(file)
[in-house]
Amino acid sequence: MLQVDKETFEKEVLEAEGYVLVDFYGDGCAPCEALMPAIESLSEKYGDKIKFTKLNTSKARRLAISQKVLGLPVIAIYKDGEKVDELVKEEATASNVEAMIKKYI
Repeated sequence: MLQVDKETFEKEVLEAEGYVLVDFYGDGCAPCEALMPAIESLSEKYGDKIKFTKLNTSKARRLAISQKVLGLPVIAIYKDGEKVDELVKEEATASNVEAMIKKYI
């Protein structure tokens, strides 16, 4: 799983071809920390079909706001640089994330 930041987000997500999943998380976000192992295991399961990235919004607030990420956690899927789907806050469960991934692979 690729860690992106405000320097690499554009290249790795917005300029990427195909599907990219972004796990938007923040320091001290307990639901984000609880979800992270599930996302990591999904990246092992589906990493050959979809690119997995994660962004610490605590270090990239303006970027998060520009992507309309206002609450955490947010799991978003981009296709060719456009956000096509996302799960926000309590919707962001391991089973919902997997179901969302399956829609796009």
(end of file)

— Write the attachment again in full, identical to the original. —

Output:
[in-house]
Amino acid sequence: MLQVDKETFEKEVLEAEGYVLVDFYGDGCAPCEALMPAIESLSEKYGDKIKFTKLNTSKARRLAISQKVLGLPVIAIYKDGEKVDELVKEEATASNVEAMIKKYI
Repeated sequence: MLQVDKETFEKEVLEAEGYVLVDFYGDGCAPCEALMPAIESLSEKYGDKIKFTKLNTSKARRLAISQKVLGLPVIAIYKDGEKVDELVKEEATASNVEAMIKKYI
């Protein structure tokens, strides 16, 4: 799983071809920390079909706001640089994330 930041987000997500999943998380976000192992295991399961990235919004607030990420956690899927789907806050469960991934692979 690729860690992106405000320097690499554009290249790795917005300029990427195909599907990219972004796990938007923040320091001290307990639901984000609880979800992270599930996302990591999904990246092992589906990493050959979809690119997995994660962004610490605590270090990239303006970027998060520009992507309309206002609450955490947010799991978003981009296709060719456009956000096509996302799960926000309590919707962001391991089973919902997997179901969302399956829609796009």